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4 tips to discover the incredible potential of your phone camera


Your smartphone's photography tools can go beyond the most commonly used photo shoots such as vertical or low-light photography.

With an updated operating system, you can perform audio command selections, create wide-screen images, record video at different operating speeds, and visually search for things online.

The precise range of features depends on the camera software you're using as well as your phone type. Here's a quick tour of things you can do with virtual apps like Google Camera for Android and Apple's IOS camera app on the iPhone.

Get help without using your hands

Your phone's default assistant can handle part of your attempt to take the picture quickly. For example, with Google Assistant, just say "OK, Google, take a picture" or "OK, Google, take a selfie", and you'll see a camera, show the countdown and take the picture.

You can also tell the assistant to share photos, start recording a video, and do more, and Google Assistant is available on Android.

Apple's "Siri" also responds to many requests, it can open the camera app for iPhone if you say "Siri, take a picture", but it leaves you the actual pressure on the capture button.

IOS 12 or the latest version can use Apple's free Shortcuts app to create commands that the assistant can turn on when asked to do so, such as opening the camera and then automatically emailing the image after it's taken.

Bixby, a plugin on a number of Samsung Galaxy phones, can also take photos and videos on demand.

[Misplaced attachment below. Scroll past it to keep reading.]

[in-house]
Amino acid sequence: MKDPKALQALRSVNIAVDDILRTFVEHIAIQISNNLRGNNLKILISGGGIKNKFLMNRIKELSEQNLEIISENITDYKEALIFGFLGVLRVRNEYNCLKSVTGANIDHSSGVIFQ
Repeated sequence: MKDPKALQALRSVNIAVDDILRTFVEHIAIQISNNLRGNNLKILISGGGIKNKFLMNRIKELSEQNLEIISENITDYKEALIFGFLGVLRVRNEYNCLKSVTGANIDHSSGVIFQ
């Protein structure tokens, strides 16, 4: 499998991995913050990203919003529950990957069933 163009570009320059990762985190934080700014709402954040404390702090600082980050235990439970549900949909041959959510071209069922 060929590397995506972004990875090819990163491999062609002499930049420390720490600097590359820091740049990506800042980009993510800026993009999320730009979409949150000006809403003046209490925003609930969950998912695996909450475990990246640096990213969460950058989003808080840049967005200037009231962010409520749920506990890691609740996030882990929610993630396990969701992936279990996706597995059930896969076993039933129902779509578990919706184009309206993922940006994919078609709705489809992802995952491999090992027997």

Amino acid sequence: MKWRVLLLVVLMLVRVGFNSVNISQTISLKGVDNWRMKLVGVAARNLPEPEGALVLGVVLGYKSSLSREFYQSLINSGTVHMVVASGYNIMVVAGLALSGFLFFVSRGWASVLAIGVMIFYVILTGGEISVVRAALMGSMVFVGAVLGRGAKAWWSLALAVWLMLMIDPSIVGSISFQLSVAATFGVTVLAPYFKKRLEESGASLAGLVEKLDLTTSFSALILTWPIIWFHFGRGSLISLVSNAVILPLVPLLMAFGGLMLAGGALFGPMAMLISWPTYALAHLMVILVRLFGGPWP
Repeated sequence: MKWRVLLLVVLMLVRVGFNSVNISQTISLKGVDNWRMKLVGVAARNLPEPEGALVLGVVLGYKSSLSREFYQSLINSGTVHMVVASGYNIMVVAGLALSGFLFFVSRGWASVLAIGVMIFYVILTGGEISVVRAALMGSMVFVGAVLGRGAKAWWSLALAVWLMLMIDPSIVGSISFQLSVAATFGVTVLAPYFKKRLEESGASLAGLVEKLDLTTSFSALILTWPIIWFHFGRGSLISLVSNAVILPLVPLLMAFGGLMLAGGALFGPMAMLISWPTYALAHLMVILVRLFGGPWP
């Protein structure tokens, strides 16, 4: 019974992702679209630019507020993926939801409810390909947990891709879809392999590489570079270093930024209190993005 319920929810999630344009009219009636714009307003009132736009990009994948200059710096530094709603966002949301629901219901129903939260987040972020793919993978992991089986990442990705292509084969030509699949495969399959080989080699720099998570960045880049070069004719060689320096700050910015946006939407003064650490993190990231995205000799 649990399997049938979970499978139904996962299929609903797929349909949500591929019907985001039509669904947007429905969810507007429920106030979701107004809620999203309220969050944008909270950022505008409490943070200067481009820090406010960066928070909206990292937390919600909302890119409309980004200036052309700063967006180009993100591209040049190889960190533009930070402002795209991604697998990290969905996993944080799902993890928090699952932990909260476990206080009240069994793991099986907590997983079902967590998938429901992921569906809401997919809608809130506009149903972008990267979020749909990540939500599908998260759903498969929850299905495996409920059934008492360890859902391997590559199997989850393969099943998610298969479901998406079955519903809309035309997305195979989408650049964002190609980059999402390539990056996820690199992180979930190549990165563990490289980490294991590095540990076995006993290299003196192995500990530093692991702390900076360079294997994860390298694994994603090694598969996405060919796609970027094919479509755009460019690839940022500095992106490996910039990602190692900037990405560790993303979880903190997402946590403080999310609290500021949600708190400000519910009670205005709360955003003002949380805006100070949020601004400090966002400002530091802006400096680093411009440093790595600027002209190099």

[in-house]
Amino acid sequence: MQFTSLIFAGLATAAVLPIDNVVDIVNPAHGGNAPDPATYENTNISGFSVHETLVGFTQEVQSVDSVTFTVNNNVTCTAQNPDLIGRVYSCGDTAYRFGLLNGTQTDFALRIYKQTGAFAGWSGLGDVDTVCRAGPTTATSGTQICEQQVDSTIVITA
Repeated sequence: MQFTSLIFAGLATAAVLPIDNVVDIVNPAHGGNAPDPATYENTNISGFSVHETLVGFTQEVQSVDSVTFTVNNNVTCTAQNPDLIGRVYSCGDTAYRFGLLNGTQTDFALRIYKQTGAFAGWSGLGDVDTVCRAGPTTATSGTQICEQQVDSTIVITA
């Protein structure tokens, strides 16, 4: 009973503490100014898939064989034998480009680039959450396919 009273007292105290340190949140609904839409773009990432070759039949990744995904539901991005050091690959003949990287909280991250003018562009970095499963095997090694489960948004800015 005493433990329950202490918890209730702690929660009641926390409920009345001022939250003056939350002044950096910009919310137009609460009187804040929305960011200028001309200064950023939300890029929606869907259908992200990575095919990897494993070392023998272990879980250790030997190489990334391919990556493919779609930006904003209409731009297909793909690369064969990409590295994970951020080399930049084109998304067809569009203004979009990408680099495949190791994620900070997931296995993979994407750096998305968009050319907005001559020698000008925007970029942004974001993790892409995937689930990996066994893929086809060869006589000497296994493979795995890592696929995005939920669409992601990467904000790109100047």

Go with Panorama

Want to take a bigger picture than the camera screen? You don't need an additional app or a phone with a wide-angle lens, you just need to use the panoramic position of the camera, where you take a series of photos and the program combines them into one large image.

Open the Google Camera app and drag to the left along the horizontal menu at the bottom of the screen, press the modes button, select Panorama, and press the shutter button while moving the phone slowly to take the picture.

In apple's camera app, swipe to the left, select Pano, and follow the instructions on the screen. You can also ask Google Assistant or Siri to open the camera directly in panoramic mode.

Google's menu also includes the Photo Sphere option to move into a full circle and capture a 360-degree scene.

Click the shutter button on the Photo Sphere screen, and let the program guide you.

Video at different speeds

Google and Apple camera software includes modes to add cinematic effects to your video, and the interval setting speeds up the playback of slow events such as sunsets or storm surges.

A slow-motion setting is recorded naturally and then reduces the speed of motion in the clip, adding drama to sports scenes and animal oddities.

To access the settings in google camera, swipe to the left in the horizontal video menu and select Slow Motion, Normal, or Time Lapse, along with the speed you want; smaller rates like 5x are usually better for short recordings.

In apple's camera app, swipe to the right of the menu until you reach Time Labs or SloMotion, then press the quick switch button in the top corner to adjust the resolution and speed.

Keeping your phone steady results in better time intervals, so consider using a tripod if you don't have a fixed place to support your device. Slow-motion usually works better outdoors, away from certain types of indoor lighting that can cause a flash in the video.

Find out things

Google Lens, a photo recognition software powered by artificial intelligence, may already be on your phone, as it's listed in Google's camera, and google images for Android.

When the camera is pointing at something (or opening a photo you've already taken) and clicking on the Google Lens box icon, the program analyzes the image and searches for relevant information online. Google Lens can identify animals and plants, search for products, learn about landmarks, etc.

Google Lens can also translate text into an image and use augmented reality to show words in your favorite language. He is not the "best translator", but he often does.